The US plans to announce a resumption of food aid to North Korea within a few days, the State Department announced. The US promised $10 million in new food aid in addition to $6.1 million in aid already sent to the country, a senior official traveling in Europe with Secretary of State Madeleine Albright said. US food assistance was suspended last September when a North Korean submarine ventured into South Korean waters.
Former astronaut and senior US Sen. John Glenn (D) of Ohio is expected to announce this week that he will not seek a fifth term next year, the Cleveland Plain Dealer reported. The newspaper was quoting a Democratic Party source it did not identify.
Lawyers were to present closing arguments in the trial of John du Pont, who is charged with killing Olympic wrestler David Schultz. After hearing three weeks of testimony, jurors will decide whether the chemical fortune heir is guilty of murder, innocent by reason of insanity, or guilty but mentally ill.
Secretary of State Madeleine Albright proposed a military brigade to be formed of NATO and Russian troops. In a speech to alliance foreign ministers in Brussels, she said the force should be developed "immediately" to complement NATO's vision of a partnership with Russia in which there would be regular dialogue on key security issues. Russia fiercely opposes NATO's expansion plans for eastern Europe. She is due to meet Russian President Yeltsin Friday in Moscow.
An official North Korean broadcast said "cowards" who want to leave the country should do so. It did not mention senior government adviser Hwang Jang Yop, whose defection to rival South Korea last week is considered as a possible motivation for other disaffected leaders to do the same.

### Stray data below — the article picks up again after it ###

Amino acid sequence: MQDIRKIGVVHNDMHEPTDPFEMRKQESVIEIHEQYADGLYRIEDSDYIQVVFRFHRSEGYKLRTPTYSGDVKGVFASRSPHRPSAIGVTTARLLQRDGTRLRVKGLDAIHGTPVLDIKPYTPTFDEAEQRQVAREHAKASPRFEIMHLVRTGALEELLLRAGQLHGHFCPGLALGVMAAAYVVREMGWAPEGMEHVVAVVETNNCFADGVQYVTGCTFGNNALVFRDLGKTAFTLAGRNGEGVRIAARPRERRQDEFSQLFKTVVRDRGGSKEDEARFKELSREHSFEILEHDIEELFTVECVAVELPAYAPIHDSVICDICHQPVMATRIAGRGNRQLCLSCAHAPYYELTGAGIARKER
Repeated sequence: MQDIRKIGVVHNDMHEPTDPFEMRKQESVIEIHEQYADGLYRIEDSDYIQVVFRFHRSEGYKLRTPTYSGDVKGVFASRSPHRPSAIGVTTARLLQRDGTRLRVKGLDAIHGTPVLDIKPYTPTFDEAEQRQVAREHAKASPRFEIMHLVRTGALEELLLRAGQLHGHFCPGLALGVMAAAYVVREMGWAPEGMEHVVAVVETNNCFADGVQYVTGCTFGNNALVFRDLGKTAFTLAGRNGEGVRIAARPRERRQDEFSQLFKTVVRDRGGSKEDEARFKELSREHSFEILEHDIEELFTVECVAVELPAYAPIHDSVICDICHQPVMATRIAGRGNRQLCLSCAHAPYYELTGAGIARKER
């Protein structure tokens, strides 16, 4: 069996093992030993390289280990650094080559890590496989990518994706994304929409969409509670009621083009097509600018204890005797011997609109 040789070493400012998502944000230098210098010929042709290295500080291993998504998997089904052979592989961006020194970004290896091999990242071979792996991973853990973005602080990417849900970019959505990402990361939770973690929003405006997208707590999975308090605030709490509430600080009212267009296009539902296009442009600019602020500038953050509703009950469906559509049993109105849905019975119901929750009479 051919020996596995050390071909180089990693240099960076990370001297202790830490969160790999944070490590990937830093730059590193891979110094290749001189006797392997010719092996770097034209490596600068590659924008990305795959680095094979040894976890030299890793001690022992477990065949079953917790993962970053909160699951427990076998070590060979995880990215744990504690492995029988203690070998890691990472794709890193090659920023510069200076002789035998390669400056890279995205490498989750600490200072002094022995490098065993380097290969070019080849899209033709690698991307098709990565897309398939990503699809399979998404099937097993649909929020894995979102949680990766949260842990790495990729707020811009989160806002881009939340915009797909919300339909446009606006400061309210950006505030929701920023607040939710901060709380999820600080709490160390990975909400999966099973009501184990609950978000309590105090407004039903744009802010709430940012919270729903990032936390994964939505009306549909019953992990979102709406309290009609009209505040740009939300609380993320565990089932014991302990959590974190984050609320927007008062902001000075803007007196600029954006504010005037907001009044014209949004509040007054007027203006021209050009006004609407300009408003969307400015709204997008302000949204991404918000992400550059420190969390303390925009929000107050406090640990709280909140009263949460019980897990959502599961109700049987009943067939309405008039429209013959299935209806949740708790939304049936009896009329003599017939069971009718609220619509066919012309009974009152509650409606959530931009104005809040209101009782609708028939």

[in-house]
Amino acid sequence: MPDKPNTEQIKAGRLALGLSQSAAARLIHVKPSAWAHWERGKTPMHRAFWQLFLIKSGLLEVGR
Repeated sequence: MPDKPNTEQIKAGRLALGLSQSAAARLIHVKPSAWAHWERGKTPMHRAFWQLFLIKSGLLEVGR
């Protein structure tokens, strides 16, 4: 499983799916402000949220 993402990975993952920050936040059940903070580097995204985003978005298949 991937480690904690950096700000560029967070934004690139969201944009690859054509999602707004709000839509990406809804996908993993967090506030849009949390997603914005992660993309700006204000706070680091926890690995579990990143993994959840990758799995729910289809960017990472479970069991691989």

China's government moved to quell rumors that senior leader Deng Xiaoping was near death. It said there was "no major change" in his health, despite reports that President Jiang Zemin and Premier Li Peng had hurried back to Beijing from trips to outlying areas. Concerns about Deng have shaken stock markets in Shanghai and Hong Kong.
Zairean warplanes bombed rebel-held towns in the sharpest escalation so far of the country's five-month civil war. Aid workers said the attacks killed at least seven people, wounded more than 20 others, and sent hundreds of civilians fleeing for safe-ty. A delegation of African diplomats was expected in the capital, Kinshasa, to try to arrange a summit to deal with the situation.
British Prime Minister John Major survived a key vote in Parliament over his government's handling of the so-called "mad cow" controversy. Analysts said the defeat of a motion critical of Agriculture Minister Douglas Hogg should lessen speculation that Major will have to call early elections. The motion lost by 13 votes, although Major's Conservative Party no longer has a majority in the House of Commons.
Seven suspected members of the terrorist group known as the Japanese Red Army were arrested in Lebanon, a government official said. The leftist organization, which has been sympathetic to Palestinian causes, was blamed for numerous violent attacks in the 1970s, including one in which 24 people were killed at an Israeli airport. The Japanese government said it was prepared to seek extradition of the suspects if they were positively identified as Red Army members.